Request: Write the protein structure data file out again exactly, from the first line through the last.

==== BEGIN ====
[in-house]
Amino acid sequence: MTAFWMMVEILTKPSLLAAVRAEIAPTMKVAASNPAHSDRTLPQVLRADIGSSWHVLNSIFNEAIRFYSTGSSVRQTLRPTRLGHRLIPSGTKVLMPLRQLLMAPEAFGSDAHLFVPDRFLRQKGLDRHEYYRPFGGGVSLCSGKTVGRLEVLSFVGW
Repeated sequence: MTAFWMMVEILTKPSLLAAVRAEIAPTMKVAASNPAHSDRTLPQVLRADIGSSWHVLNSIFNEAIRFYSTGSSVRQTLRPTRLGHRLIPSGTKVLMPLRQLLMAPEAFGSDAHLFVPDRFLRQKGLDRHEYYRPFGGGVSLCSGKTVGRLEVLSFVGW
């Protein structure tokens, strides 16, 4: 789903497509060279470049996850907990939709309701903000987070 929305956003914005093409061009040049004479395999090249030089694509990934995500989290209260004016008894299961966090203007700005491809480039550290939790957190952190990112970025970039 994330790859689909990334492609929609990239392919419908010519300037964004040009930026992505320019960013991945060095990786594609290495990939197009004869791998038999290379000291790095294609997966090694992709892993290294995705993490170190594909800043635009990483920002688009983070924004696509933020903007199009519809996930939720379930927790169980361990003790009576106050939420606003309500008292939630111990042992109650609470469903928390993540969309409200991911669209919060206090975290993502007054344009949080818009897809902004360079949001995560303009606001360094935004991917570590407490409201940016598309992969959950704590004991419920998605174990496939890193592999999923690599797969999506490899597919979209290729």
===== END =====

[in-house]
Amino acid sequence: MTAFWMMVEILTKPSLLAAVRAEIAPTMKVAASNPAHSDRTLPQVLRADIGSSWHVLNSIFNEAIRFYSTGSSVRQTLRPTRLGHRLIPSGTKVLMPLRQLLMAPEAFGSDAHLFVPDRFLRQKGLDRHEYYRPFGGGVSLCSGKTVGRLEVLSFVGW
Repeated sequence: MTAFWMMVEILTKPSLLAAVRAEIAPTMKVAASNPAHSDRTLPQVLRADIGSSWHVLNSIFNEAIRFYSTGSSVRQTLRPTRLGHRLIPSGTKVLMPLRQLLMAPEAFGSDAHLFVPDRFLRQKGLDRHEYYRPFGGGVSLCSGKTVGRLEVLSFVGW
């Protein structure tokens, strides 16, 4: 789903497509060279470049996850907990939709309701903000987070 929305956003914005093409061009040049004479395999090249030089694509990934995500989290209260004016008894299961966090203007700005491809480039550290939790957190952190990112970025970039 994330790859689909990334492609929609990239392919419908010519300037964004040009930026992505320019960013991945060095990786594609290495990939197009004869791998038999290379000291790095294609997966090694992709892993290294995705993490170190594909800043635009990483920002688009983070924004696509933020903007199009519809996930939720379930927790169980361990003790009576106050939420606003309500008292939630111990042992109650609470469903928390993540969309409200991911669209919060206090975290993502007054344009949080818009897809902004360079949001995560303009606001360094935004991917570590407490409201940016598309992969959950704590004991419920998605174990496939890193592999999923690599797969999506490899597919979209290729």